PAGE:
HC Deb 02 June 1919 vol 116 cc1667-8
56. Colonel WEDGWOOD

asked the Prime Minister whether he will have instructions sent to the British officers with Admiral Koltchak, General Denikin, and the Finns, Esthonians, etc., that, as British aid is given to these Armies, it is their duty to see that warfare is carried on as humanely as possible, prisoners and civilians correctly treated, and the good name of this country protected from association with either Red or White methods of terror?

Captain GUEST (Joint Parliamentary Secretary to the Treasury)

My right hon. Friend has asked me to reply. It is not considered necessary to issue the instructions suggested by my hon. and gallant Friend. The British Military authorities in the various Russian theatres are not only fully acquainted with the policy of His Majesty's Government, but may be trusted not to countenance barbarous methods of warfare and to report if there are grounds for supposing that reprisals of an undesirable character have bean carried out or are threatened.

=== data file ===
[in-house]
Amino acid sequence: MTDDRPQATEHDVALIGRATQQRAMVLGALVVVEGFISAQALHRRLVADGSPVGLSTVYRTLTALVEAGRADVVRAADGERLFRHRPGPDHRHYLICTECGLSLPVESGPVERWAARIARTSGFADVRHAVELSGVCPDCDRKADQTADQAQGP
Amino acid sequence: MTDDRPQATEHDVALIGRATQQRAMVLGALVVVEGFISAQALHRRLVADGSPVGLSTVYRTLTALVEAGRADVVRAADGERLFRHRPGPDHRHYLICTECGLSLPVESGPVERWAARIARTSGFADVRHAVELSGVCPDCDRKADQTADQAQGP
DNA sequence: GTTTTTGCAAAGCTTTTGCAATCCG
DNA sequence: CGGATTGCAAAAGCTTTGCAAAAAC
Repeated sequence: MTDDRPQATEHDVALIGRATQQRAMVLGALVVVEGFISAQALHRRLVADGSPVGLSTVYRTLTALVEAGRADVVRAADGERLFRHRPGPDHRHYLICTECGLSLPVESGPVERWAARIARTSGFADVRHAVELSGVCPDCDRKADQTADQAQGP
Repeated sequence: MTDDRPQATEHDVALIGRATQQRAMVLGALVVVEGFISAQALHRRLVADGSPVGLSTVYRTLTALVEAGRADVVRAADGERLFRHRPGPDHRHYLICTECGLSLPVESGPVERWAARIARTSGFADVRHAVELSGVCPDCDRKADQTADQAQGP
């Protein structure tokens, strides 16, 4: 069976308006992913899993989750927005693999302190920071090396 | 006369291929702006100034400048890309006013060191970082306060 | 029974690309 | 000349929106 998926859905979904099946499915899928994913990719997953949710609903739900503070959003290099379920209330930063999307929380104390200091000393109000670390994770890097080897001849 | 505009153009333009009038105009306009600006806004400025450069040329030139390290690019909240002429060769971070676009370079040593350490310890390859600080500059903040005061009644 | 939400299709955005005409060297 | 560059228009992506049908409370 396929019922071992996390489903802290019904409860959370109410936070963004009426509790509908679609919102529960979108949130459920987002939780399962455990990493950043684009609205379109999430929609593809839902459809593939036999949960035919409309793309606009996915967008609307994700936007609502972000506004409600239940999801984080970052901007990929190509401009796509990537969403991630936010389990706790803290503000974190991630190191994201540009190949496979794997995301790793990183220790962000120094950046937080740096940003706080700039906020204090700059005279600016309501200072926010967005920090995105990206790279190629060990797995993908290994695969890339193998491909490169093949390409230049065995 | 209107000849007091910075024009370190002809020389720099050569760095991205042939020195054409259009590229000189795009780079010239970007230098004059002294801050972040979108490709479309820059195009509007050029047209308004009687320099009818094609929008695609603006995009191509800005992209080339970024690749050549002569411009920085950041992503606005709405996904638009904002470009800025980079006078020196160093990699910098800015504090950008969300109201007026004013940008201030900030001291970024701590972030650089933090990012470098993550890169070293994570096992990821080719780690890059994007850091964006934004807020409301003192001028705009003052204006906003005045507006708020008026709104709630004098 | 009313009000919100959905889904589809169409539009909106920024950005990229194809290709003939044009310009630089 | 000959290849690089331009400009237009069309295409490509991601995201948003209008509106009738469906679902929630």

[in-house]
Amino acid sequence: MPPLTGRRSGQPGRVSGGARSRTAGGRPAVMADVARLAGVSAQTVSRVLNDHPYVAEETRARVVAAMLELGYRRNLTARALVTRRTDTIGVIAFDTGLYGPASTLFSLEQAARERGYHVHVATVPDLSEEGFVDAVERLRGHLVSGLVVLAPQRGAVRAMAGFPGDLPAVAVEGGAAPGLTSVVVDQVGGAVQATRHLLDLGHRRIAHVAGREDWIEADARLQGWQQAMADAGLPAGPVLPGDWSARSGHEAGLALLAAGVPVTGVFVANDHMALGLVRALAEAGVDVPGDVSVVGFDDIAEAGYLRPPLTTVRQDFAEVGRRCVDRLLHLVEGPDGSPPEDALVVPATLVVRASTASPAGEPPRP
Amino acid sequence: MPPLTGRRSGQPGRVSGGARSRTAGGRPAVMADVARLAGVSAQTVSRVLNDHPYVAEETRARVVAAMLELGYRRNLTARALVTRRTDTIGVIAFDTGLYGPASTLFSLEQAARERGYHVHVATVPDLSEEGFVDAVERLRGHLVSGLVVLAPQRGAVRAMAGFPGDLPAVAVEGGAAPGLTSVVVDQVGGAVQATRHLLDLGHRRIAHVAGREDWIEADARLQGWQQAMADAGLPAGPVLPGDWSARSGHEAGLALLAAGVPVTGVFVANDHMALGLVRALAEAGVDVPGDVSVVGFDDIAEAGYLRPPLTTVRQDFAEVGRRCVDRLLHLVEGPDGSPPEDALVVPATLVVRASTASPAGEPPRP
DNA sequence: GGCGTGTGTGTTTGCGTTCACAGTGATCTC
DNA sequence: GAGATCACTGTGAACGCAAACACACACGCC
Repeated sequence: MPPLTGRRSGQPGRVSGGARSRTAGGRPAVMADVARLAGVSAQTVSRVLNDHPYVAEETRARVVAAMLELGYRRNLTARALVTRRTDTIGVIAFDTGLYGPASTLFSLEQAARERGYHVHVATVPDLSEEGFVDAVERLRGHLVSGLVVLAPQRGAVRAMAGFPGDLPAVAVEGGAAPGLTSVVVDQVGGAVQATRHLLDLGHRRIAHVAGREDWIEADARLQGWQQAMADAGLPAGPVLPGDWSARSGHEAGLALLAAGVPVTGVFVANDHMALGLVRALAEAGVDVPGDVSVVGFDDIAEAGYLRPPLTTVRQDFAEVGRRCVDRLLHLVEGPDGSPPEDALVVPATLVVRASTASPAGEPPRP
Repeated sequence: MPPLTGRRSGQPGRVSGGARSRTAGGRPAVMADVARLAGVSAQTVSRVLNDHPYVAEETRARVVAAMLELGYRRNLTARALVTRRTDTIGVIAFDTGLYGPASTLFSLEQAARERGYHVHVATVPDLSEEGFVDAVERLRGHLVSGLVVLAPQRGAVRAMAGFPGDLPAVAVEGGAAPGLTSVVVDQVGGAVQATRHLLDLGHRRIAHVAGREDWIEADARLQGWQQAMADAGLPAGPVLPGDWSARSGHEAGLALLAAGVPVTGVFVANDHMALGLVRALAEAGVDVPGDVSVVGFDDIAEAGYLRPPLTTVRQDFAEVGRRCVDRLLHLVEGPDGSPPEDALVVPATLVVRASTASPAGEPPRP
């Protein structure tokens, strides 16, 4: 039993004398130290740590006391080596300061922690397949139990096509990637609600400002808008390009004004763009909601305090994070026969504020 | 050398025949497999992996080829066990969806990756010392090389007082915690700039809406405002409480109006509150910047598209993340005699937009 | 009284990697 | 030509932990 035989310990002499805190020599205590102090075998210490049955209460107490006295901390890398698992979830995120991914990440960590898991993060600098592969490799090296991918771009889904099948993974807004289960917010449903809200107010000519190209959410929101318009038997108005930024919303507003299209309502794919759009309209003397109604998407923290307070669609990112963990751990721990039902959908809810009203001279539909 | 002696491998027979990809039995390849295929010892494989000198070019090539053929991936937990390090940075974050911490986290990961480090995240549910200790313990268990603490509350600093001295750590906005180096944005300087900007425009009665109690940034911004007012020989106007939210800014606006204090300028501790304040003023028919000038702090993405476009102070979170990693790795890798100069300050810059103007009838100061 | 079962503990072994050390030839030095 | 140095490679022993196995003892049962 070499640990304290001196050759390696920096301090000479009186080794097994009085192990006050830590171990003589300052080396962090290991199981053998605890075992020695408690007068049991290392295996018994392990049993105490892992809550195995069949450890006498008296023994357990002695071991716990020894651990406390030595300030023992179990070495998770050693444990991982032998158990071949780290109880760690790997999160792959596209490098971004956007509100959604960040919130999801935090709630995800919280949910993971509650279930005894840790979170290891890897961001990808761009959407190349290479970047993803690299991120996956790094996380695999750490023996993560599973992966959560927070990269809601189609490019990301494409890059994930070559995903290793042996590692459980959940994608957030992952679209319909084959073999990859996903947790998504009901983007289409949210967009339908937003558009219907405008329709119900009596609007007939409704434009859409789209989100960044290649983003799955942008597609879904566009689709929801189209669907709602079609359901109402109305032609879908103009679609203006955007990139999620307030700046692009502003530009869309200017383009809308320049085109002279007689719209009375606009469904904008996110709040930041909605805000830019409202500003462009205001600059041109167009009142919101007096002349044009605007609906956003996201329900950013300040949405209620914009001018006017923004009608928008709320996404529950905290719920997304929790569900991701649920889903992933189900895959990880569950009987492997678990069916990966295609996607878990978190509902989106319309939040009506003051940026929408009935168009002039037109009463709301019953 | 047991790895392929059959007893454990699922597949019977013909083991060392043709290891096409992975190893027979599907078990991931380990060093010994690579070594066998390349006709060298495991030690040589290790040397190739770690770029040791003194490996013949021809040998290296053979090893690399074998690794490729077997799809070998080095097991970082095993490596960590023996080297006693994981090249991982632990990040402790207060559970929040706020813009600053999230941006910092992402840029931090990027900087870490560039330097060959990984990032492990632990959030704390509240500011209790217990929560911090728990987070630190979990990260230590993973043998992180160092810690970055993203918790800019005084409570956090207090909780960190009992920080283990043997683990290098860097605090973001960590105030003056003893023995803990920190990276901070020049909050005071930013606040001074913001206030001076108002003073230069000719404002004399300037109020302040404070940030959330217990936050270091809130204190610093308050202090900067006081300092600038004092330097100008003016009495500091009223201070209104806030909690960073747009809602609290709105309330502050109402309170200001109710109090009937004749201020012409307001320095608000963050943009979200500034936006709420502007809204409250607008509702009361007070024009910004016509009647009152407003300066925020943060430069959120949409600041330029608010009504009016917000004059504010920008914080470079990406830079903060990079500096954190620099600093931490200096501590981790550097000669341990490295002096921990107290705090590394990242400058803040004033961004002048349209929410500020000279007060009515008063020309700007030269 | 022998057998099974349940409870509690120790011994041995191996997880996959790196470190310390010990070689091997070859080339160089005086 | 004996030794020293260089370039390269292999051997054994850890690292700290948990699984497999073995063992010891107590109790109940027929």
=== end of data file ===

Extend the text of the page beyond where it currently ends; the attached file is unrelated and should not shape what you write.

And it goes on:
In view of the accusations that have been made in the "New Statesman" against the method of carrying on warfare by the Finns and General Denikin, would it not be practicable for the Government to send out instructions calling attention to those accusa- tions and ordering that any butcheries should be immediately reported to His Majesty's Government?

Captain GUEST

The Government have got a great deal to do which is more authentic in the form of evidence than anything of that kind.


Would it not be possible to allow British war correspondents to go with those Armies as being the very best means of preventing anything of that nature, and is it not the fact that British war correspondents have been refused permission?


The hon. and gallant Member should give notice of that, as it is not included in the question on the Paper.